ARTS FIRST 2007 | May 3 - 6

Photos from the Reception honoring Harvard Arts Medalist John Adams '69 MA '72


On Saturday May 5, 2007 Pulitzer Prize winning composer John Adams '69, MA '72 was presented with the 2007 Harvard Arts Medal as a part of the ARTS FIRST weekend festivities on Saturday, May 5th.  Mr. Adams is the 13th distinguished Harvard or Radcliffe alum or faculty member to receive this accolade for excellence in the arts and contributions to education and the public good through the arts. Past Medalists have included playwright Christopher Durang ’71 (2006), cellist Yo-Yo Ma ‘76 (2004), filmmaker Mira Nair ‘79 (2003), and director Peter Sellars ‘80 (2001).

A clarinetist from youth, John Adams focused on composition during his graduate studies at Harvard.  Since then, he has created works in a variety of genres, which have been performed across the world.  Though his works have often been classified as minimalist, Adams has said, “whenever serious art loses track of its roots in the vernacular, then it begins to atrophy.” Consequently, he also considers himself “the first composer to grow up in the LP era” and has cited influences as disparate as Bach, Duke Ellington, John Cage, Allen Ginsberg, Nusrat Fateh Ali Khan, Mahler, and the Beatles.

John Adams receiving his medal from President-Elect Drew Faust

Many of Adams best known pieces have been operatic examinations of historical events:  Nixon in China (1987), The Death of Klinghoffer (1991), and Dr. Atomic (2005) were all created in collaboration with director and previous Harvard arts medalist, Peter Sellars ’80.  Though these works deal with landmark incidents and characters, Adams believes that “what's fundamentally important is that composers write the music that means something to themselves, and that they don't try to tell other people what's right and what's wrong.”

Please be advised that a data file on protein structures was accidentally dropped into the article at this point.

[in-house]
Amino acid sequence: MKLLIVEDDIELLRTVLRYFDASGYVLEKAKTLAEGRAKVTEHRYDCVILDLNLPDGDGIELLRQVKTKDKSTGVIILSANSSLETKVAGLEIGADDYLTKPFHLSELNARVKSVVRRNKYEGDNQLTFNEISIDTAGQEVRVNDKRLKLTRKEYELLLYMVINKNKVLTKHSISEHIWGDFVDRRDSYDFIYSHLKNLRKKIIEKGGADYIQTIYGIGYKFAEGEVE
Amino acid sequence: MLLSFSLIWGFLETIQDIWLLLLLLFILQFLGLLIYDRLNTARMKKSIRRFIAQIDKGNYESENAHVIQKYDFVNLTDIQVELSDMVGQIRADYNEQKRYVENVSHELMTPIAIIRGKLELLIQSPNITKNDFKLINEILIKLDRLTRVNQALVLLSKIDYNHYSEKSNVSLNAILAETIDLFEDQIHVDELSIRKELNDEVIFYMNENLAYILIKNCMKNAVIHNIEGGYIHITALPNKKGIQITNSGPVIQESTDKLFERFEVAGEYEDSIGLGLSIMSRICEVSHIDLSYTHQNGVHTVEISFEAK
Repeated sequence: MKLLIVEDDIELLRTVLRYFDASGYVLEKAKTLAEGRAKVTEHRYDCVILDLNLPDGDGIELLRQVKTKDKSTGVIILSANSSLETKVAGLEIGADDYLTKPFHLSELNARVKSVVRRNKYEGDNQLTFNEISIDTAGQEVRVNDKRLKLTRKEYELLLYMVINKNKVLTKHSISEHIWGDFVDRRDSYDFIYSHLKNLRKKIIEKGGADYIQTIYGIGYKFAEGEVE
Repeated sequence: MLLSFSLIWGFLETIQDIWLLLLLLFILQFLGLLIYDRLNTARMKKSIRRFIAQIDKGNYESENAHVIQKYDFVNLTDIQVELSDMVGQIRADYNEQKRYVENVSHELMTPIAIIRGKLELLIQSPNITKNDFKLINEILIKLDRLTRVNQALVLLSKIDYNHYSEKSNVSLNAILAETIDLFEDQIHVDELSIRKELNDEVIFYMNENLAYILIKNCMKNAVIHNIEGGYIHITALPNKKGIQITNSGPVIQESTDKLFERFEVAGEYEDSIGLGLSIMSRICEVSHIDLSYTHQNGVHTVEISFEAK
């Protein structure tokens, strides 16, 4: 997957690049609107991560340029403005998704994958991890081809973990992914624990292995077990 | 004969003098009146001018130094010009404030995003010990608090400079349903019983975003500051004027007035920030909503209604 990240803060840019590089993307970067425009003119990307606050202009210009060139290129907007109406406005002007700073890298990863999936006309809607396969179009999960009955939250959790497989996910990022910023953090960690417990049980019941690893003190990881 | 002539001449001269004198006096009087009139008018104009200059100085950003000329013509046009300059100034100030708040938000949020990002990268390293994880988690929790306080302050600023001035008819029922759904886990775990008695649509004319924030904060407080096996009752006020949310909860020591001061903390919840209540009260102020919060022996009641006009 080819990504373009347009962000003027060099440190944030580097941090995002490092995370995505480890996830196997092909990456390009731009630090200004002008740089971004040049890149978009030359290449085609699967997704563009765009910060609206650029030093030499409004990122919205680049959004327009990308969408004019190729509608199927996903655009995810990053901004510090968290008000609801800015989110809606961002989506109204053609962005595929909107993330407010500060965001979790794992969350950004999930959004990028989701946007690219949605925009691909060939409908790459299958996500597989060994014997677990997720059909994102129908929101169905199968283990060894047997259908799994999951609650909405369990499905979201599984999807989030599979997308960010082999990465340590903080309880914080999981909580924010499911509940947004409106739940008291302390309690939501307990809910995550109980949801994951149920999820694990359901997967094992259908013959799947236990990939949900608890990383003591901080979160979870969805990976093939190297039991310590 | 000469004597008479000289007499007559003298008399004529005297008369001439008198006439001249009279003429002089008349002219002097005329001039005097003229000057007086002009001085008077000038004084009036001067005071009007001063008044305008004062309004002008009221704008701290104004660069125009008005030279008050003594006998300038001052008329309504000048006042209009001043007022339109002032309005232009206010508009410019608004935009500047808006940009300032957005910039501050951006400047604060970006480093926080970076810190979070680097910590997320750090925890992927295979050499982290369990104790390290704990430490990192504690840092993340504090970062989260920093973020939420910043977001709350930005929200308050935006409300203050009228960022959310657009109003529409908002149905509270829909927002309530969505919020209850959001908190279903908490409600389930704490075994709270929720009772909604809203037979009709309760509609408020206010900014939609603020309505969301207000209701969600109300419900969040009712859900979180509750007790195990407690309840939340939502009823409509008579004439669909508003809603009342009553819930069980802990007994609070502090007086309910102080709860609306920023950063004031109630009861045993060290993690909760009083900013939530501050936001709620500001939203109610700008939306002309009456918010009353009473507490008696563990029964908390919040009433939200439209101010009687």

In 2002, John Adams was commissioned by the New York Philharmonic to commemorate those lost in the September 11th attacks on New York.  He expressed his goal to “create a musical space for reflection and remembrance, of meditation on an unanswerable question.”  Utilizing what he called the “plain homely language of shock and grief,” he composed the operatic piece On the Transmigration of Souls, which debuted on the one year anniversary of the tragedy.  His creation received the 2003 Pulitzer Prize for music, and has become a monument in sound performed each year by orchestras across the United States.

Upon his return to Harvard for ARTS FIRST, Mr. Adams took part in a variety of forums which provided the Harvard community with opportunities to learn first hand about his artistic accomplishments.  The culmination event was when Mr. Adams was presented with the Harvard Arts Medal by President-Elect Drew Faust.  




John Lithgow '67

Stefan Jackiw '07 accepts the Louis Sudler Prize for outstanding student achievement in the arts.